'There needs to be a recognition that the Scottish rail network is essentially unfit for purpose north of Perth at present.' That damning - but accurate - verdict came from the Scottish Chambers of Commerce in their response to the Scottish Government's Rail 2014 consultation.
Upgrading of the railway network north of the Central Belt has been severely neglected for 40 years, a period during which there has been unprecedented road investment, such as the complete rebuilding of the A9 from Perth to Inverness in the 1970s and 1980s. The last upgrade of the parallel 118-mile Highland Main Line was in the mid-1970s, when 35 miles of track were redoubled and three new crossing loops installed.
Ironically, there has been disinvestment in the Highland Main Line since then, with three crossing loops removed, creating even longer single-track sections and reducing capacity and flexibility.
So what does this mean for rail freight, the safe and sustainable alternative to road haulage? Firstly, there is a stop-start journey from rail hubs in Central Scotland to various terminals in Inverness and beyond. In contrast, the road haulier can contemplate an uninterrupted journey over roads which are entirely dual-lane or dual-carriageway.
The second infrastructure barrier is the highly-variable length of crossing loops - not a major problem for relatively short passenger trains, but hugely significant for freight. Rail freight can best compete with long trains of multiple loads hauled by a single locomotive. Yet rail's competitive opportunity is severely hamstrung between Perth and Inverness, with the shortest of the nine crossing loops being just 265 metres in length compared to the longest of 505m.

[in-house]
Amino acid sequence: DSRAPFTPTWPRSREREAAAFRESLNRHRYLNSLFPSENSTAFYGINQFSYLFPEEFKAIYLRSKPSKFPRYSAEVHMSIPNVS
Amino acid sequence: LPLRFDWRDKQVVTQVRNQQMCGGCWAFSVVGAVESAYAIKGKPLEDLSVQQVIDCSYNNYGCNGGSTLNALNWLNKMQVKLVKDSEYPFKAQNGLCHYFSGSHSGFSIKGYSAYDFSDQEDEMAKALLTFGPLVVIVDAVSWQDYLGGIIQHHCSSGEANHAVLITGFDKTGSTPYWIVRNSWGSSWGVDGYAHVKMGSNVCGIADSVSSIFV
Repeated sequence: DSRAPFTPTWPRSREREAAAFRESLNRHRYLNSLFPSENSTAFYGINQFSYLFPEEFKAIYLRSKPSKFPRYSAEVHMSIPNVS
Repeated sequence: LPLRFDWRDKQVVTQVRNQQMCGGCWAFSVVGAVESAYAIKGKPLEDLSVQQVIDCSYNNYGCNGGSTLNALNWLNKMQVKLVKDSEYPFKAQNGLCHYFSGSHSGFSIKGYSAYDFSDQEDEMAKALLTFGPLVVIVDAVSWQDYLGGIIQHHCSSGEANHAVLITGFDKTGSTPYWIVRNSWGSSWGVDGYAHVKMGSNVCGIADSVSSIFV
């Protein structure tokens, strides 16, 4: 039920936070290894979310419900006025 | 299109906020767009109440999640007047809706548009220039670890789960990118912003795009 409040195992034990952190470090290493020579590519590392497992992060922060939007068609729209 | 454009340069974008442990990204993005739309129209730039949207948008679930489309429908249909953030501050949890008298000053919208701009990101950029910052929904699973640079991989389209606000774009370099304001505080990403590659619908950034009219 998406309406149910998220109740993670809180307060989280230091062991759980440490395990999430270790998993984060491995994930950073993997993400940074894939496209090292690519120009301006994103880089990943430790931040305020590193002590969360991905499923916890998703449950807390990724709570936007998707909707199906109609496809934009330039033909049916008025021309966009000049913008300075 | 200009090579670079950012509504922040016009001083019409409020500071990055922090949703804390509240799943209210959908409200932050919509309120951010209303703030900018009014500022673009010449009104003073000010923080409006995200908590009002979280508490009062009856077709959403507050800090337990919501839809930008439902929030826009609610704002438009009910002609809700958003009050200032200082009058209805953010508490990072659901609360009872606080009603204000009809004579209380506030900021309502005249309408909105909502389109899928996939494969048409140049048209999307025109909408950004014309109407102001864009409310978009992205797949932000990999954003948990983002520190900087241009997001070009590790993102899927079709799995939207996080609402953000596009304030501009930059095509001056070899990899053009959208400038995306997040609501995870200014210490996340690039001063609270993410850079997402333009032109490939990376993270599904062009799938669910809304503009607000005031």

How does this impact on key freight flows, particularly in new markets which rail has developed over the last two decades? The daily Stobart/Tesco train from Mossend to Inverness is limited to 20 containers, yet the Class 66 locomotive hauling the train could handle up to 28 containers (lorry load equivalents) if loop lengths were consistently longer (530 metres+). That would have an enormous impact on rail's ability to win traffic from road haulage.
The last, but certainly not least, infrastructure constraint along the Highland Main Line is the limited 'loading gauge', in other words the capability of square-profile tall containers to pass through arched tunnels and overbridges. Scotland's rail network as a whole is a patchwork of six different loading gauge clearance categories, making for complex choices as to what width and height of container can be safely accommodated on different types of rail wagon. In contrast, the road haulier simply utilises a standard tractor and trailer combination, since height constraints have long been eliminated from the trunk road network, courtesy of the taxpayer.
These gross disparities between rail and road network capacity and capability are a key reason why the Rail Freight Group is supporting the Inter-City Express (ICE) campaign led by Transform Scotland, the sustainable transport alliance, to push for a fit-for-purpose network north of the Central Belt. ICE is arguing for electrification, extension of double track and more, longer crossing loops on the routes linking Glasgow and Edinburgh with Aberdeen, Inverness and Elgin.
The Scottish Government's intentions for upgrading freight capacity and capability on the Highland Main Line remain unclear - all we know is that 'more efficient freight operations' were promised for the period 2014 to 2019.
With a properly-upgraded Perth-Inverness railway we could increase the number of daily freight trains from two to as many as eight in each direction, carrying a wide range of commodities. It would be the equivalent of taking more than 300 lorries off the A9 every day. A government really committed to sustainable economic development - and road safety - would regard this as a golden opportunity.